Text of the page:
Election lawyer Benjamin L. Ginsberg on the 2020 election (Full Stream 12/14)

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  • Washington Post published this video item, entitled “Election lawyer Benjamin L. Ginsberg on the 2020 election (Full Stream 12/14)” – below is their description.

    Benjamin L. Ginsberg practiced election law for 38 years and says there is no evidence of widespread fraud in the 2020 election. Ginsberg, who helped lead the 2000 Florida GOP recount legal strategy and co-chaired the 2013-2014 bipartisan Presidential Commission on Election Administration, will give his recommendations for reform of laws to preserve democratic institutions including elections, presidential powers and pardons. Washington Post national political reporter Robert Costa talks one-on-one with Ginsberg the day members of the electoral college formally cast their votes based on their states’ certified results. Join Washington Post Live on Monday, Dec. 14 at 9:00 a.m. ET.

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    In This Story: Electoral College

    The United States Electoral College is the group of presidential electors required by the Constitution to form every four years for the sole purpose of electing the president and vice president. Each state appoints electors equal in number to its congressional delegation. Federal office holders cannot be electors.

    Of the current 538 electors, an absolute majority of 270 or more electoral votes is required to elect the president and vice president. If no candidate achieves an absolute majority there, a contingent election is held by the United States House of Representatives to elect the president, and by the United States Senate to elect the vice president.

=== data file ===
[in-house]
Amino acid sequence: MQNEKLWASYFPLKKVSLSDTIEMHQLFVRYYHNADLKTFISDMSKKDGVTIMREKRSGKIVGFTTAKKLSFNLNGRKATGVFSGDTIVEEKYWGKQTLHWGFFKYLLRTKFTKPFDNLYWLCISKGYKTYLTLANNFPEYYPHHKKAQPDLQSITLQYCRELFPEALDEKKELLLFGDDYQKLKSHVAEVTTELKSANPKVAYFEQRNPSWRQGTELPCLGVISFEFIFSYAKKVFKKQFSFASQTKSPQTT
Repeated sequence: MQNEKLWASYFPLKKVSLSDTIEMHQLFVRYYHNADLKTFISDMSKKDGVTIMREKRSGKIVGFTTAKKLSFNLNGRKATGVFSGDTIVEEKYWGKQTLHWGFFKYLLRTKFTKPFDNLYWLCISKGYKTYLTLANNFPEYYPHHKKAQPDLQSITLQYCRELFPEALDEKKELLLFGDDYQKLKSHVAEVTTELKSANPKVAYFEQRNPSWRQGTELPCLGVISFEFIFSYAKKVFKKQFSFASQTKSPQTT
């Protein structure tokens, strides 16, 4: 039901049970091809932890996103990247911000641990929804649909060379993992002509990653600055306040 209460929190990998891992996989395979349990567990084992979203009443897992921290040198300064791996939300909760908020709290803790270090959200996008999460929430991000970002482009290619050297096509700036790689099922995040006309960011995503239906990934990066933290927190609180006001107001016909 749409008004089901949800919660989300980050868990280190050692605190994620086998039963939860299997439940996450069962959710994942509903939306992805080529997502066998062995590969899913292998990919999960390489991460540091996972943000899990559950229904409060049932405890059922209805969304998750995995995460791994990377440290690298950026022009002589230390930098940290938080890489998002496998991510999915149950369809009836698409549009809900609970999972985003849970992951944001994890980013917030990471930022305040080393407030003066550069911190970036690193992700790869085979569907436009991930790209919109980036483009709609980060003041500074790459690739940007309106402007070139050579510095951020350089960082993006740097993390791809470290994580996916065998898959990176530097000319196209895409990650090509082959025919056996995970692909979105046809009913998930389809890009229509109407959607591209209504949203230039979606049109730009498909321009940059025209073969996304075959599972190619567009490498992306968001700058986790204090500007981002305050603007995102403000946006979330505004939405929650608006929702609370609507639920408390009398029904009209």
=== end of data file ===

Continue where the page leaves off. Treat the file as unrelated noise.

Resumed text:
The appropriateness of the Electoral College system is a matter of ongoing debate. Supporters argue that it is a fundamental component of American federalism by preserving the Constitutional role of the states in presidential elections. Candidates must appeal to a broad and diverse set of states rather than focusing only on the few U.S. cities with the highest population densities.

    Critics argue that the Electoral College system is less democratic than a direct popular vote and that the College violates the democratic principle of “one person, one vote.” Thus, a president may be elected who did not win the national popular vote, as occurred in 1824, 1876, 1888, 2000, and 2016.

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